Cornucopiae The Independent Dance



Reflections on the meanings of independence, whether personal, philosophic, political or artistic.

Montpellier Danse 2010
From Friday, 25th to Tuesday, 29th June, 2010
From 17.00 to 20.00. Five showings.
In the Chapelle de la Miséricorde, Montpellier


“It was a ritual, each evening, always at the same hour, following the last meal of the day and before going to bed, that the child – between the ages of one and a half until nearly five - would sit upon her grandmother’s knee and gaze upon the Mediterranean through every season from the shores of Algeria. It would continue unvaryingly and in silence, a wordless ritual, for at least an hour—watching the same region of the sea, the same stretch of horizon, in all weathers, from the last moments of light until all was swallowed up in darkness. We lived in a little hut that gave directly on to the beach. There was nothing to do. We were simply there, in the warmth from one another’s body—studying, seeing, watching or not, for how the colours changed, inventing things perhaps which would appear and disappear… the rhythms of boats, waves, birds, wind, light. Contemplating perhaps. Waiting on nothing but the nightfall, the stars. Seeing, or not, the details of the landscape as a whole, of nature, and of the beauty of things. Being caught between ennui and emptiness, between well-being and the unknown. Being at once inside oneself and beyond the self, being lost to self entirely, being alert as an animal, being eyes, skin, muzzle, ears, being pebbles, waves, being in suspension, in a waking dream, knowing no longer who you are, what you do, being sheer presence. Between a feeling of lightness and of gravity. Something that you don’t put a name to, something you’ll never put a name to since no word can describe this sense of suspension in time and nature. I lived as a waif and stray among the rocks and sea and sand and sun, sustained by the love of a silent woman, Paule Peurière.”


The perspective isn’t primarily that of an historian but rather that of an artist in search of a ‘living memory’, pores open, ears open, listening for echoes from the Algeria whose recent past has touched so many souls on either shore of the Mediterranean.
1962 – 2012: fifty years! Finally enough time has elapsed that we can reflect without too much emotion or personal sentiment, that our thinking can be weighed with tolerance and intelligence.
Born in Algeria in 1952 and collaborating now with Nicolas Barillot, I’ve made a series of interviews with people whose history bears direct witness to what it was to live through the independence of the country. Everything I heard reflected thoughts and feelings that, while undoubtedly intense and often startling, were also diverse, complex and above all lucid and which, tempered by the passage of time, sought to do justice to events and people. There exists now an opportunity, fragile but distinct, for such eye-witness accounts to be articulated, precisely and with discernment, yet without glossing over the force of what happened in the past nor the uncertainties of the present. As if to speak of this mismanaged past that proved tragic for the majority of people we encountered, was essential to them, to us all and to the generations to come.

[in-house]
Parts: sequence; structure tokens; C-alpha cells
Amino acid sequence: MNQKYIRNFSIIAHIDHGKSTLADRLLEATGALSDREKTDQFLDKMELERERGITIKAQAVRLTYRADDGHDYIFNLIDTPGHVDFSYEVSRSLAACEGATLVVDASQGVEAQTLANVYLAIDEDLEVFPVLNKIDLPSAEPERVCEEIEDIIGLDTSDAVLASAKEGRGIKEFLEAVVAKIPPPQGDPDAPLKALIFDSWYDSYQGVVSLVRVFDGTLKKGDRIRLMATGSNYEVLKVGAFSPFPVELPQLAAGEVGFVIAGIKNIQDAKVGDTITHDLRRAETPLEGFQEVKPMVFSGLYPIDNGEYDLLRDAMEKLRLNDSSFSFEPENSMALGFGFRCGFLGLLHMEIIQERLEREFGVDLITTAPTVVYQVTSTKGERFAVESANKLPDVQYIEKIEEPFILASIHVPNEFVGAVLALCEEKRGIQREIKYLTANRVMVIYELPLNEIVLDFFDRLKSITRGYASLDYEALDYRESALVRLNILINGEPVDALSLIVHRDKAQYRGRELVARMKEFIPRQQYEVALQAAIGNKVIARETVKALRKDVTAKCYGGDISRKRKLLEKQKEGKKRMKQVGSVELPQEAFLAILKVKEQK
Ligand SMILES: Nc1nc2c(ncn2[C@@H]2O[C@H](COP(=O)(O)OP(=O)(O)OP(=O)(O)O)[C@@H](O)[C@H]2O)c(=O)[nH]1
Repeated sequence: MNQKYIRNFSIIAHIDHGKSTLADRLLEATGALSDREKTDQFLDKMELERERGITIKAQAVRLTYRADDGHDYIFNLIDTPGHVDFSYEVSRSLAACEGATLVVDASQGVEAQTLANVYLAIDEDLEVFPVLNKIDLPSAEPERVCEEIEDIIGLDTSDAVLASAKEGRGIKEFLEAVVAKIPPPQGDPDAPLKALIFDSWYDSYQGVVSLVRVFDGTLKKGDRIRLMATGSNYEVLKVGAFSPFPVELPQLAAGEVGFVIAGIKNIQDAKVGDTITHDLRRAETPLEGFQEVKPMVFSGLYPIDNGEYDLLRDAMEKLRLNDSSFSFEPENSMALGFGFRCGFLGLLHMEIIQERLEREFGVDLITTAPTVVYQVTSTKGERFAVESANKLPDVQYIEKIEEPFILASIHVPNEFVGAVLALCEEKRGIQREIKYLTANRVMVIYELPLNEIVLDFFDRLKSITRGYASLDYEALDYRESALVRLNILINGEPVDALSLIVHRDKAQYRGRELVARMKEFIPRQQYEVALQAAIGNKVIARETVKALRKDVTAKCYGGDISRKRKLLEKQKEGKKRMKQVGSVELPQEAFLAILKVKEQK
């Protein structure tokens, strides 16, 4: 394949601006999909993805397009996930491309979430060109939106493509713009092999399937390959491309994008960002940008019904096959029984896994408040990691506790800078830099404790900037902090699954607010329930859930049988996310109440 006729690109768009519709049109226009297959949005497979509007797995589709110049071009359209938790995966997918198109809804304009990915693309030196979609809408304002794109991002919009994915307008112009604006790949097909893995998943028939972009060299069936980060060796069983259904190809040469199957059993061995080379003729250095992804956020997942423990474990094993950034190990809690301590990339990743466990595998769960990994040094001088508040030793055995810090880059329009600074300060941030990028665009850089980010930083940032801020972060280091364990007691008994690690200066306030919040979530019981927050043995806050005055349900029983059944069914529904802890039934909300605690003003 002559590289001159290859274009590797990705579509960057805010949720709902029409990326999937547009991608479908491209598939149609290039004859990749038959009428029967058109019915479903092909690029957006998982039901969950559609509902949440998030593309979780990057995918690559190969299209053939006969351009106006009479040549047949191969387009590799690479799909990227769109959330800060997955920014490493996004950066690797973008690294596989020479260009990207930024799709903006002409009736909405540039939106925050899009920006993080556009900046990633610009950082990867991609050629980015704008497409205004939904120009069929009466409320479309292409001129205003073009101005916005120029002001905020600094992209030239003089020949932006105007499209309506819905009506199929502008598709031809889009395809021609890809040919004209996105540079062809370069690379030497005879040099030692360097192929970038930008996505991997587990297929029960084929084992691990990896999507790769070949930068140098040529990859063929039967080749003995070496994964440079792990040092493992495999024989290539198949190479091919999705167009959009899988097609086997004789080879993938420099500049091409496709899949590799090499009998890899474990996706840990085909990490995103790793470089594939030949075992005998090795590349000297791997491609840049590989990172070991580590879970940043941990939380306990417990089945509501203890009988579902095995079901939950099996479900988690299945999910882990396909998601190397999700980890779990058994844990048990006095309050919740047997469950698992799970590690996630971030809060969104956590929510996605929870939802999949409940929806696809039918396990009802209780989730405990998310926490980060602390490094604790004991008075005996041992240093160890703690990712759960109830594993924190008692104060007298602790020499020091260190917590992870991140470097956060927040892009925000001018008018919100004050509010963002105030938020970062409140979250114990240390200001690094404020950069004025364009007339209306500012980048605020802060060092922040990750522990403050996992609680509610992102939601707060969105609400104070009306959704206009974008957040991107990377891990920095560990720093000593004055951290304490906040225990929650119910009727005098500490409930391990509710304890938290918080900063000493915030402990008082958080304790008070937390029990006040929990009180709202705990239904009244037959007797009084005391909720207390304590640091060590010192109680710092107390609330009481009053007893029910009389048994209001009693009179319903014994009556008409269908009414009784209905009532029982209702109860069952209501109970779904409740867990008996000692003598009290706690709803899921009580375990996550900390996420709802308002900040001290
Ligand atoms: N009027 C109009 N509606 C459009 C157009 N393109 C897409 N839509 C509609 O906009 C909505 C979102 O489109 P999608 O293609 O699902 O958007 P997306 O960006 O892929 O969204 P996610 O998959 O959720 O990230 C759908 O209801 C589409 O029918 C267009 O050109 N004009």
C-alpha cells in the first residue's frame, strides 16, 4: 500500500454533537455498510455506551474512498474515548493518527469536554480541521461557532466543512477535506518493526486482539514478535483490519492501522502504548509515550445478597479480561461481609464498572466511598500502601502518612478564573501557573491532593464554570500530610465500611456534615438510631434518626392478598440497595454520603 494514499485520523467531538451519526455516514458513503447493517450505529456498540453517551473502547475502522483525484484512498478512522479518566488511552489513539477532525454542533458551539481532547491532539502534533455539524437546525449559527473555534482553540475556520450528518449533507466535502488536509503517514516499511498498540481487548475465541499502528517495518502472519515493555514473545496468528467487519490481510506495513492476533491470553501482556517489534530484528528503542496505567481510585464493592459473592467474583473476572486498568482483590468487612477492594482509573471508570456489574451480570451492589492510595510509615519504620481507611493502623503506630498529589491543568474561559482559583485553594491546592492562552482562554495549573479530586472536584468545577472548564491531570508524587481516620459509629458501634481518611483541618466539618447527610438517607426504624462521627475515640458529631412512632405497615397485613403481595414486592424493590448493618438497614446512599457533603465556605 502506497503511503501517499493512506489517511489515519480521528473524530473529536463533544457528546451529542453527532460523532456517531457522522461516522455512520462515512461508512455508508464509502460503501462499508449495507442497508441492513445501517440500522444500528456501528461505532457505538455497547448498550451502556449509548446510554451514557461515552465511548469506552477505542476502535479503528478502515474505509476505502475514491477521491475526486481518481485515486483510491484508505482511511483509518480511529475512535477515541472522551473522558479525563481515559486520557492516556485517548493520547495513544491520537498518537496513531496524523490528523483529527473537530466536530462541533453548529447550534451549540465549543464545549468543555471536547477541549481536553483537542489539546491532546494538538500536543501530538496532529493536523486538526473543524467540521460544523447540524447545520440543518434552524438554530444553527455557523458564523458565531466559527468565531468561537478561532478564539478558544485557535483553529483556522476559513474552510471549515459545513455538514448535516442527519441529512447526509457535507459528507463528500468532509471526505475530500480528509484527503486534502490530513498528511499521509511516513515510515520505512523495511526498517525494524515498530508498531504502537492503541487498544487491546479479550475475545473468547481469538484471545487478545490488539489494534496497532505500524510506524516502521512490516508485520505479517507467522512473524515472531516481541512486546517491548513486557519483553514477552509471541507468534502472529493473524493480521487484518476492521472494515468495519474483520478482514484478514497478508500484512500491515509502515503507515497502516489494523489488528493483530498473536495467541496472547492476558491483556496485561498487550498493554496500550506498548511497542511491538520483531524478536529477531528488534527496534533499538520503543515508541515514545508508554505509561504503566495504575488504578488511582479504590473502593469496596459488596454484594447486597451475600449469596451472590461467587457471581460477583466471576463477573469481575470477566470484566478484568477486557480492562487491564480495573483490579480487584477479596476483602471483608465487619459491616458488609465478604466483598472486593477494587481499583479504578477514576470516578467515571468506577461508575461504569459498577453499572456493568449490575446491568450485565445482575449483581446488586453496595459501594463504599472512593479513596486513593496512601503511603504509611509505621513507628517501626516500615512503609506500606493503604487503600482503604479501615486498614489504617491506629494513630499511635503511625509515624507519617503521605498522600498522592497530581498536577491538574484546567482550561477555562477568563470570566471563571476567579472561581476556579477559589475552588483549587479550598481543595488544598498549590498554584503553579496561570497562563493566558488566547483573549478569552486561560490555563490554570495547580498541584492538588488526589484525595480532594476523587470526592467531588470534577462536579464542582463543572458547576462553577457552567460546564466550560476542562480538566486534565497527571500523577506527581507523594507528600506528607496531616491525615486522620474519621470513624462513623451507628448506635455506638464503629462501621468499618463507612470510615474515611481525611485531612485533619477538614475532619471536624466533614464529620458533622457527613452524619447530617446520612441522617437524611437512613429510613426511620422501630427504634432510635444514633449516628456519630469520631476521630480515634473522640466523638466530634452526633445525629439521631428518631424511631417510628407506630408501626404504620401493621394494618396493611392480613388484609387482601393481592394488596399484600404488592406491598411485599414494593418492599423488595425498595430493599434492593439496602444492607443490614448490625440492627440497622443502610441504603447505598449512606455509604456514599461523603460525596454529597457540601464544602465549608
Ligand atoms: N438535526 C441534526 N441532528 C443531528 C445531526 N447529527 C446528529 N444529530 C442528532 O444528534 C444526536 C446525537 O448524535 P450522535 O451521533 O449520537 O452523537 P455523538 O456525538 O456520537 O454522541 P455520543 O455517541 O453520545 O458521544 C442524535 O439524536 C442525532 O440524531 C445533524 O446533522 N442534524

For unravelling: a solo dance concerning the layers of memory.
For hearing and listening to: a gathering of frank and complementary words, assembled from interviews—begun in the autumn of 2009 in Montpellier—with nine people who witnessed the passage to Independence in Algeria.
For seeing and looking at: an exhibition of photographs resulting from a trip to Constantine and the Aures last April which made it possible to record, in film and image, the landscapes of a region whose history’s so closely identified with the Algerian war.
For absorbing: the daylight, tamed by the building.
For enjoying: the feeling of being close to animals, stirred by Hops, a white donkey, and his young companion, Martha.

In its entirety, the original work is designed to last 3 hours. Considering the Chapelle de la Miséricorde’s small capacity (30 people) and in order to respect, even anticipate, the public’s response, it will be possible to enter at 3 different moments: 17.00, 18.00 and 19.00, the idea being that spectators should choose for themselves how long the work should last – so a person may choose to leave after 20 minutes or to remain for the entire 3 hours, as he or she sees fit.

Concrètement, l’écriture originale de la pièce est de 3 heures. Compte tenu de la petite jauge - 30 personnes - de la Chapelle de la Miséricorde et pour respecter, voire anticiper la réaction du public, 3 entrées, à 17h, 18h et 19h, sont proposées. L’idée étant de laisser au spectateur le choix de son propre temps et d’imaginer qu’une personne du public puisse partir au bout de 20 minutes comme rester les 3 heures durant.

A printed version in English of the interviews heard during the work is available.


Sound : Nicolas Barillot
Dance : Régine Chopinot
Image : João Garcia
Lighting : Maryse Gautier
Hops, the Eygptian white donkey &
Martha Barillot, its companion
Technical direction : Véronique Bridier and Gianni Fornet
Thanks to all those who offered their testimonies.

Production : Cornucopiae
Coproduction : Festival Montpellier Danse 2010
With the support of CulturesFrance
Cornucopiae is aided by the Ministère de la culture
et de la Communication – Direction Générale de la Création Artistique

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Cornucopiae – the independent dance est subventionnée par le ministère de la Culture et de la Communication DRAC Provence-Alpes-Côte d’Azur, Région Sud – Provence-Alpes-Côtes d’Azur, le Conseil départemental du Var, la Communauté d’Agglomération Toulon Provence Méditerranée et la Ville de Toulon. Avec le soutien de la Ville de La Valette-du-Var jusqu'en 2017.